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Giving Them Attitude

Activewear marketers find that lifestyle-oriented marketing strategies bridge the generations

NEW YORK — Rollerblading is for teenyboppers. Step classes are for Generation Xers. And golf is for the Geritol set.

Those formulas may work perfectly well for selling soft drinks, cereals or vacation packages. But as neat and tidy as such demographic labels and parameters are, marketing activewear just isn’t that easy.

According to manufacturers, sales success in the Nineties is more than a matter of pigeonholing a particular age group into a particular type of physical activity and providing it with uniforms to match. The key is a mix of multipurpose products and marketing strategies that takes into account the three main consumer age groups — Generation X (born 1961-1981), baby boomers (1946-1960) and the pushing 50-or-more crowd (1945 and before) — but puts its emphasis on lifestyle and attitude. What it all comes down to, say marketers, is clothes — and promotional campaigns — that are unequivocally “real.”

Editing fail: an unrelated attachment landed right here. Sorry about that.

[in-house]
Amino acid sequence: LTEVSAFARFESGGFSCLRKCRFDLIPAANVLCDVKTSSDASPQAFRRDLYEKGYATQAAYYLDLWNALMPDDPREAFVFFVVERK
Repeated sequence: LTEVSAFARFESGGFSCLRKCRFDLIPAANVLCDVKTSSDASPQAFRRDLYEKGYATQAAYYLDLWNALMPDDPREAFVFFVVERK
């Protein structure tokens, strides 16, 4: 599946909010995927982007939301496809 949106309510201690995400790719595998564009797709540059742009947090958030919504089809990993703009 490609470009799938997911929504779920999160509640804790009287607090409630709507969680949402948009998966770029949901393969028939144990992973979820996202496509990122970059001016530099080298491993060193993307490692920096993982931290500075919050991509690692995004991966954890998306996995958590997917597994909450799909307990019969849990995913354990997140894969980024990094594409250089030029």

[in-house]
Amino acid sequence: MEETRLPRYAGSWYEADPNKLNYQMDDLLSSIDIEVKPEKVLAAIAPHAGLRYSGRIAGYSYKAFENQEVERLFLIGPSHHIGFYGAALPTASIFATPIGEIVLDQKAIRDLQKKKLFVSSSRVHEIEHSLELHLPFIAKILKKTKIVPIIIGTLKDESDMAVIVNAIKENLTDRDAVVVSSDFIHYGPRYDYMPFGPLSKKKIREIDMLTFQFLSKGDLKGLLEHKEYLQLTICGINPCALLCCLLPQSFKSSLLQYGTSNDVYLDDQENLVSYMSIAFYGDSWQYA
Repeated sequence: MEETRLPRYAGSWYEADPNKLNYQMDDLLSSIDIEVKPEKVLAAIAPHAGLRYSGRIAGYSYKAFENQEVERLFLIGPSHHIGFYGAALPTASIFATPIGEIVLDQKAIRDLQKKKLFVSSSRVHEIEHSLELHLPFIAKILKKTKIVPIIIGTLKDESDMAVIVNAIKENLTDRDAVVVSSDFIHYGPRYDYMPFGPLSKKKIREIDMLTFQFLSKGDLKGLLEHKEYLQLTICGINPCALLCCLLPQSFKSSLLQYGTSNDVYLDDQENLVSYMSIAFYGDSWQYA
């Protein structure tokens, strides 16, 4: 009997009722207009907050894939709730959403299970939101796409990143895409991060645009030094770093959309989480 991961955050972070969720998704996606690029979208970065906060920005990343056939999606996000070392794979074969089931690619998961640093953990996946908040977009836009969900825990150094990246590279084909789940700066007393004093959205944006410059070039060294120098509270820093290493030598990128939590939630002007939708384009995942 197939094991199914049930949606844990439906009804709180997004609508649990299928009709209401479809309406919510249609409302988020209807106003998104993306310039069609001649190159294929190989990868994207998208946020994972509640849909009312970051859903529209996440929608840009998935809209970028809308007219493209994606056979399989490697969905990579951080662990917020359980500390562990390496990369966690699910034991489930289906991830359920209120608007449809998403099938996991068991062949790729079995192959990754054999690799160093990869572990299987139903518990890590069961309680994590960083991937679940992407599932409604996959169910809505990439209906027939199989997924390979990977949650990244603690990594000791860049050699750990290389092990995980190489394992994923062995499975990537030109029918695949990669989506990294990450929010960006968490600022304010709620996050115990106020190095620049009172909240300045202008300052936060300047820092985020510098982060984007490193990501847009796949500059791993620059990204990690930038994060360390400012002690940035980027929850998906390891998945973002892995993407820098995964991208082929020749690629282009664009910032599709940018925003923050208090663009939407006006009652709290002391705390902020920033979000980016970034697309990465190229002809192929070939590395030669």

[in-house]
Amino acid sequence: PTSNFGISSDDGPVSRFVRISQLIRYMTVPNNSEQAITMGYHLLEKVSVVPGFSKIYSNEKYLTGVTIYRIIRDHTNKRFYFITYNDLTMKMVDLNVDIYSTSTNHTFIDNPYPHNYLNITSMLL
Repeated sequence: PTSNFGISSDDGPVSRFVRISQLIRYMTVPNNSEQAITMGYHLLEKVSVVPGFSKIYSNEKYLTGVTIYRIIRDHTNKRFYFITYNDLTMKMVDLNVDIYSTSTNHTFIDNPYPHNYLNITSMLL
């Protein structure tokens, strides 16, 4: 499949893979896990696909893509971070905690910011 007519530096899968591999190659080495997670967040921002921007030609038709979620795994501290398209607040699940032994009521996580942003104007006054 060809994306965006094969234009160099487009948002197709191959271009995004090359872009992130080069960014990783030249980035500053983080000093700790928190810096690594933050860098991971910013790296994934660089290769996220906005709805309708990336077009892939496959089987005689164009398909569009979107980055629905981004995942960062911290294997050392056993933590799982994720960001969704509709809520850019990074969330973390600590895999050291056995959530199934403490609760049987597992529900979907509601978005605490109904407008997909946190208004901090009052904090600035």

The focus on lifestyle in merchandising and advertising surfaced several years ago, when demand for womens’ sports apparel shifted away from single-purpose items toward pieces with more versatility. Three factors are credited for the move: the recession; the growing popularity of fitness and health, and stretch fabrics, especially Lycra spandex blends.

“We believe that over the past five to 10 years, fitness has really become a big part of women’s lifestyles, and fitness determines our consumer base,” said Anne Wiper, divisional merchandise manager of women’s apparel for Beaverton, Ore.-based Nike. Although comfort and fashion still counted, women were looking for pieces that could perform well during all kinds of athletic endeavors — from tennis and golf to running and weightlifting — and then go straight from the gym to the grocery store. “We offer simple, performance-oriented merchandise that is multifunctional,” said Deannie Janowitz, general marketing manager for Reebok, based in Stoughton, Mass.